A gloomy May Day awaits Nigerian workers

Imagine living alone and walking into a local food market in Lagos, Nigeria’s commercial capital, to buy a week’s worth of basic food. In less than 15 minutes, you will find that you have spent at least 10,000 Naira (or US$24 at the official exchange rate of US$1 = 416 Naira).

This may seem minuscule for privileged households, but the expense is a heavy burden for Nigeria’s 62 million workers.

Most Nigerian workers have to get by on a monthly minimum wage of 30,000 naira (US$72). Only 17 percent of Nigerian workers have jobs that pay enough to lift them out of poverty.

After taking into account rent, transportation, medical expenses, and electricity, among others, the average Nigerian worker cannot make ends meet. This has been exacerbated by the rising cost of living. For most Nigerians, the cost of living is about 5.3 times the average salary.

The increase in food prices is the main cause. Nigeria’s inflation rate was 15.9% in March 2022, and food prices increased by 17.2%, among the highest in Africa.

Much of Nigeria’s inflation is due to rising prices of staple foods such as bread, grains, potatoes, yams, fish, meat, oils and fats. Food prices contributed 60% to Nigeria’s inflation in 2021.

Those prices have been rising for various reasons, including insecurity in the country’s food-producing areas, poor transportation and storage facilities, the removal of some foods from the list of imports eligible for foreign exchange through the official windows of the Central Bank of Nigeria, the depreciation of the Naira, which led to increases in imported food prices, and the closure of borders in 2019 that resulted in sharp falls in food imports.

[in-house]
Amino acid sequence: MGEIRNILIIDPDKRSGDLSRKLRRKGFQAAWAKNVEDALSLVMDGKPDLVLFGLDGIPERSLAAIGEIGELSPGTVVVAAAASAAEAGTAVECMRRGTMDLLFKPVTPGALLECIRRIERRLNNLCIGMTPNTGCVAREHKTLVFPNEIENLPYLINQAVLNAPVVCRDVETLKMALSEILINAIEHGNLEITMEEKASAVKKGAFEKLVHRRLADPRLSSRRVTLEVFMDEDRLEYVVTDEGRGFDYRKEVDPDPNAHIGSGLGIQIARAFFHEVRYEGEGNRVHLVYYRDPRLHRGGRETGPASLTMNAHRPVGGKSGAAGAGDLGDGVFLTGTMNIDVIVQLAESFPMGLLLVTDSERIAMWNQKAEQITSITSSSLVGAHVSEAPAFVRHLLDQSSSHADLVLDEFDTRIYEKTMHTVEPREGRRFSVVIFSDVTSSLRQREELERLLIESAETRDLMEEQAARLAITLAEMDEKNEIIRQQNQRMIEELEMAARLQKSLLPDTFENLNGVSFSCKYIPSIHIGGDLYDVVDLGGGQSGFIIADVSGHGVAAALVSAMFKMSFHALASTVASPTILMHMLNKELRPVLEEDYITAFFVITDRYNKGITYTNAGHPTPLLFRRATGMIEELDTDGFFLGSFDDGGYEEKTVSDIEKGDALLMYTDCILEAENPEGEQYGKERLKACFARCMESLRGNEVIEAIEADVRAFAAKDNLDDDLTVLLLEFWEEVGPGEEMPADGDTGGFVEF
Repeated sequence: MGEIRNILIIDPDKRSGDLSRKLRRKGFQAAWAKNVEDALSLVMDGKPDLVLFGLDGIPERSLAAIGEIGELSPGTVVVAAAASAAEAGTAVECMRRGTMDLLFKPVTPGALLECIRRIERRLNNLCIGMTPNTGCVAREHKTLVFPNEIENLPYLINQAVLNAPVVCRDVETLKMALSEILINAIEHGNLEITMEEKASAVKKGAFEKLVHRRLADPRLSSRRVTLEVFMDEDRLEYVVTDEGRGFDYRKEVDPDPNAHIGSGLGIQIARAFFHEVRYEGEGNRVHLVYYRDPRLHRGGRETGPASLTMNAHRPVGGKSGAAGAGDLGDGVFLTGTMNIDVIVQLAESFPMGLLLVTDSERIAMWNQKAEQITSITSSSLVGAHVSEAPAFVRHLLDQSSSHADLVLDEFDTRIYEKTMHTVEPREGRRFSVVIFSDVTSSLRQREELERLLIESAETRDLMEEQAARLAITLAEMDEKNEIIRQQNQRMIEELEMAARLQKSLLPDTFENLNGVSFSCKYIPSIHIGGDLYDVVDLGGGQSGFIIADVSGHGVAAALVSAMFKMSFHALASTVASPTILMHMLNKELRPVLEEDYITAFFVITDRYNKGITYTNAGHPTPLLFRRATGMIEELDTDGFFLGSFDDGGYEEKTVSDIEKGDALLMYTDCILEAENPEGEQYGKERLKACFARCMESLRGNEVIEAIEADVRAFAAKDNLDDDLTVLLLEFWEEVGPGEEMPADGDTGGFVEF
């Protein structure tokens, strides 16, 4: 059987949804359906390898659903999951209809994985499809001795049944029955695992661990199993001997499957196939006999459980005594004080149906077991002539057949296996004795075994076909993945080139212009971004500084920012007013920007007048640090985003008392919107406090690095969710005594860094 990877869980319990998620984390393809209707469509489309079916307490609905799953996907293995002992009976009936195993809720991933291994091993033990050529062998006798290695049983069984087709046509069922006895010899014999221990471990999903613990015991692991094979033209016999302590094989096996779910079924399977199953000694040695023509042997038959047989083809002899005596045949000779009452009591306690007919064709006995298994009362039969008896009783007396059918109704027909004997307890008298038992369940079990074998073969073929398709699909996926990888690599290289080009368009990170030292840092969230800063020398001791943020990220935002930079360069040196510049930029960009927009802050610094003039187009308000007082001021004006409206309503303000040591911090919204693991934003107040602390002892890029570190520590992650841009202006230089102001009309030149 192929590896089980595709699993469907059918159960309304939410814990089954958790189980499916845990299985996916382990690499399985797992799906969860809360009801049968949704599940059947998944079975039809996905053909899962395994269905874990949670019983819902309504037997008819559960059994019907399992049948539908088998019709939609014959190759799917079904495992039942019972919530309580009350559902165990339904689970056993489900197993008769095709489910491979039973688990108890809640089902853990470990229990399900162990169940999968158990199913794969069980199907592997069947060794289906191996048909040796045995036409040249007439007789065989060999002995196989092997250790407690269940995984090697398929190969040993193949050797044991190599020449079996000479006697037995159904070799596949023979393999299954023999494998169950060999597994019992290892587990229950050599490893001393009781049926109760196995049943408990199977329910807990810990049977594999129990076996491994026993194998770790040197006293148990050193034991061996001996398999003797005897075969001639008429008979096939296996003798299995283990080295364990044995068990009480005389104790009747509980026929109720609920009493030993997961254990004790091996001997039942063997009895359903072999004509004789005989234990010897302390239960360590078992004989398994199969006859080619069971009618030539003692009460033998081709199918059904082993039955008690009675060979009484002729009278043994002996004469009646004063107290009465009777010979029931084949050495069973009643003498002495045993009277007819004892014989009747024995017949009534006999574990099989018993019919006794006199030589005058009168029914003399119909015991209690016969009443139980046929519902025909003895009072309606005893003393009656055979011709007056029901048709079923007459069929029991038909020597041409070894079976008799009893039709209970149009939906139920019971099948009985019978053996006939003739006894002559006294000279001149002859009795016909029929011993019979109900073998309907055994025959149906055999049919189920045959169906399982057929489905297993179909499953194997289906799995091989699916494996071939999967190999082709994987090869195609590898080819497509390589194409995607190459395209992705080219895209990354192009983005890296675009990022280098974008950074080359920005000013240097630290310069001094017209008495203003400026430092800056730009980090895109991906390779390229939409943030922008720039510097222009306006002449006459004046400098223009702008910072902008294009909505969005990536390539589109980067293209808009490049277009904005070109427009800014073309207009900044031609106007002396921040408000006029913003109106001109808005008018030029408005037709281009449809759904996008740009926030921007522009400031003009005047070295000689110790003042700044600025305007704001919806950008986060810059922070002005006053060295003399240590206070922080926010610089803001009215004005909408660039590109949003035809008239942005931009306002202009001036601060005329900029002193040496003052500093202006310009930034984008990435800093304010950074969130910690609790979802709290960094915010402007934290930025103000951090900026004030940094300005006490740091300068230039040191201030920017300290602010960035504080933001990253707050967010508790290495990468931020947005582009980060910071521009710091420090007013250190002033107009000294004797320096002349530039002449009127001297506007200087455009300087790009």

The war in Ukraine has added more upward pressure on the prices of raw materials and fuels. This will see headline inflation and food prices continue to rise well into 2023, an indicator that Nigerian workers will have a very rough ride in the coming months.

The rising cost of living has left Nigerian workers with a stark choice. They spend much of their income on food and forego other essential needs, or drastically reduce food expenses in order to pay for essential services. This Hobbesian option is worse for a multi-person, single-income household, where the monthly minimum wage must be distributed among household members.

Not surprisingly, the number of poor people in Nigeria is forecast to rise to 95 million or about half the population by 2022.

Many of these poor Nigerians, including those in vulnerable employment, would see their living standards deteriorate precipitously. That’s because Nigerians spend most of their income on food. An average Nigerian household spends around 56% of their income on food. The other three countries that spend the most on food are Kenya (46.7%), Cameroon (45.6%) and Algeria (42.5%).

To put things in context, in the US, UK, Canada, and Australia, the average household spends on food at 6.4%, 8.2%, 9.1%, and 9.8% of income , respectively.

The more expensive food becomes, the poorer and less healthy Nigerians become. The fact that Nigerian workers have not embarked on food riots or organized mass demonstrations to protest unbearable increases in food prices implies that they must have found ways to deal with food inflation.

coping strategies

To maintain a decent level of food consumption and avoid becoming one of the 5 million Nigerians facing hunger, households are cutting back on essential services such as health, electricity and transportation. It has become customary for households to turn off the electricity at night to reduce energy bills. Many are now postponing or avoiding non-essential travel.